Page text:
Friday, October 24, 2014

Thank You For My Life

Recently, I have thanked God for my life.  This has not always been the case.  Yes, thankful for my wife and children.  Yes, thankful for my health and well being.  Yes, thankful for the ways in which God has used me to be a blessing to many through ministries I've participated in or led, but not thankful for my life.  I've always thought there was more to do and see.  I'll thank God for my life when I reach our destination.  We're not there yet.  Recently, however, I've thanked my heavenly Father for my life, right now.  This is a shift in my thinking and thanking. 

While I've expressed thankfulness for my life as it is, the reasons to be thankful have been challenged.  People and circumstances and my reactions to all of them have manifested in formidable challenges.   Am I still thankful for what my life has become?  Its felt like a case of piling on a ball carrier after the whistle has blown.  Personal difficulties and irresponsible actions by others have created unnecessary stress.  "Get off of me! The ref's blowin' the whistle!" 

This is all too real.  At the same time, I've been reminded of what a good God our heavenly Father is, and how he's chosen to remind me that I'm loved.  That's really the purpose of this and, maybe,  all my posts. 

We're attending church on Sundays, right now, instead of leading a congregation or a ministry.  This is restful for us.  We're not having to present the will and thoughts of God for a portion of the Body to  digest.  We're restfully seeking environments in which to worship the living God with other seekers.  We're listening for the voice of the Lord to direct us without the responsibility of teaching and preaching what we hear.  We know our destiny is to minister to the world the amazing grace of God in Christ.  We're not in that formal setting or under a mantle of responsibility.  We are where we are, and I thank God for my life. 

In recent weeks, I've openly accepted my place of rest and ministerial inactivity.  In this state of acceptance, I've rejected a sense of failure associated with our recent attempts in implementing what we believe was God's will for us.  While there's an acceptance of being set aside, I've encountered the Lord in freedom.  We are where we are, and I thank God for my life. 

We attend worship at Word Alive in Oxford, mostly.  A few Sundays ago when worship ended and folks were filing out, I grabbed the man who sat behind me by the sleeve of his shirt.  His name was David.  Kent, the pastor, asked earlier for everyone to pray for the persons sitting beside them by putting their hands on each others' bellies (. . . I know.).  As we stood at the end of the row and impeded another man from leaving, I asked David if I could pray for him.  He agreed excitedly.  I know I was supposed to.  I sensed it earlier (April had even said I should pray for him immediately after Kent gave the directions to pray), but I also sensed that feeling of maintaining anonymity because we've been set aside.  Regardless, I wanted to pray for David.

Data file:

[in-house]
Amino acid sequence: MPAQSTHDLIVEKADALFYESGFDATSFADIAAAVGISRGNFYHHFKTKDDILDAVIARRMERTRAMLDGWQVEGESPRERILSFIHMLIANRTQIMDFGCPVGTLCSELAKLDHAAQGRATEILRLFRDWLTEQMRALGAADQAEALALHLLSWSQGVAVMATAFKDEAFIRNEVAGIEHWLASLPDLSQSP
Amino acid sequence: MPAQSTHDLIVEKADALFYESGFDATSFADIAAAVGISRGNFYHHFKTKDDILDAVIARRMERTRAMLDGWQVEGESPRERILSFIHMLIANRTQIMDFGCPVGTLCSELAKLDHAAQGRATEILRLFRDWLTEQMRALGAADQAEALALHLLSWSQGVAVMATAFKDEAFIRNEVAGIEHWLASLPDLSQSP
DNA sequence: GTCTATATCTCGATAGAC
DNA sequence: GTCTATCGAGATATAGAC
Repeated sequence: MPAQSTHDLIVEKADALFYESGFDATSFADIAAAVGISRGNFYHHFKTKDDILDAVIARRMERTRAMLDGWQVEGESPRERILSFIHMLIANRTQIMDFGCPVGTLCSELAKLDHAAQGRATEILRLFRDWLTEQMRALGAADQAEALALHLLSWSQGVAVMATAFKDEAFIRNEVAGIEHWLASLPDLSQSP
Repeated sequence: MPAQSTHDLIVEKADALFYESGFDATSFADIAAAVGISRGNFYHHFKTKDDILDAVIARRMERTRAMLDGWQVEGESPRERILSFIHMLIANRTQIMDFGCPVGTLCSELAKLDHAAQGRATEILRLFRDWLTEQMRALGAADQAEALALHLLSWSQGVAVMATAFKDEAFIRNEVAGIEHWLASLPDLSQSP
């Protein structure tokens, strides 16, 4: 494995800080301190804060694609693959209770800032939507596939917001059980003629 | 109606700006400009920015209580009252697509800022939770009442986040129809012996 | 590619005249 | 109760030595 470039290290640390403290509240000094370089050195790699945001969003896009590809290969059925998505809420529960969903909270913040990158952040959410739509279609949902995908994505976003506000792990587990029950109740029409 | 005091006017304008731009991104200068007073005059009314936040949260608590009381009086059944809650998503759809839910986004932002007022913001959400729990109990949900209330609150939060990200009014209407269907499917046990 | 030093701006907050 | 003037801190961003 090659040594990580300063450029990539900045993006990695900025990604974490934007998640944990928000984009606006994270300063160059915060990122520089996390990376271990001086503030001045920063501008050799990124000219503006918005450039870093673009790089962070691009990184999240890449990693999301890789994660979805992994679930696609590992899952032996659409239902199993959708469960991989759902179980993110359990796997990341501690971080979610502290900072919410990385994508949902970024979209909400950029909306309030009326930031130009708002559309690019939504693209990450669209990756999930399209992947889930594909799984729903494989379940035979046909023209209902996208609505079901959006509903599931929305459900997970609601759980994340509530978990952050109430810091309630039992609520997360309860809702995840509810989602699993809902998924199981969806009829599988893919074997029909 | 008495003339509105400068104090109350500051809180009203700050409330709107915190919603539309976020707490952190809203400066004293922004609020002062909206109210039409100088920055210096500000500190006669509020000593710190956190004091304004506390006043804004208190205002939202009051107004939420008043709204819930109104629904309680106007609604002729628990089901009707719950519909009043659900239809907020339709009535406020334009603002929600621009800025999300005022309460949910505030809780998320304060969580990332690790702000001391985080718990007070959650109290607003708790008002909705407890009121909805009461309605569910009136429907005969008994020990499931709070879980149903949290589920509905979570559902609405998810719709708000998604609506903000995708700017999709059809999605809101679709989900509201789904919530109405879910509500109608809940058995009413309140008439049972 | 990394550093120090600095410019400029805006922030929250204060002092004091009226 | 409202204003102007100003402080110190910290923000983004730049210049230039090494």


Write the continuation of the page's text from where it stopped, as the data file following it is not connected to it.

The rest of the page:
I looked at the other man who I thought wanted to leave.  I asked him if he'd prayed for David already.  He said he hadn't.  He went on to say it was his first Sunday back in worship after being in the hospital with fluid around his heart.  I said, "We're going to pray for you, too."   I prayed for the two of them.  Other folks gathered around us as we prayed.  It was terrific.  Is my life to be a mere walk in the crowd into an auditorium as we all assemble for worshiping the God of our salvation and orderly retreat after the benediction is given, or is it to be marked by the risky grasp of a stranger's sleeve because I believe the Lord has told me to bring heaven into this person's experience?  I thank God for my life. 

Sunday morning, along with Anna who was home from Auburn, we worshiped again at Word Alive.  There was tension among us as we found our seats prior to the service's beginning.  It had been a difficult weekend due to family issues and unspoken discernment of spiritual realities perceived.  Yuck. . .  My tension was ultimately manifested prior to worship in a very rushed drive on my part that caused April to encourage me to slow down and my angry response, " just let me do what I want!"  I parked on the lot, and no one spoke as we entered the church.  It was all my fault.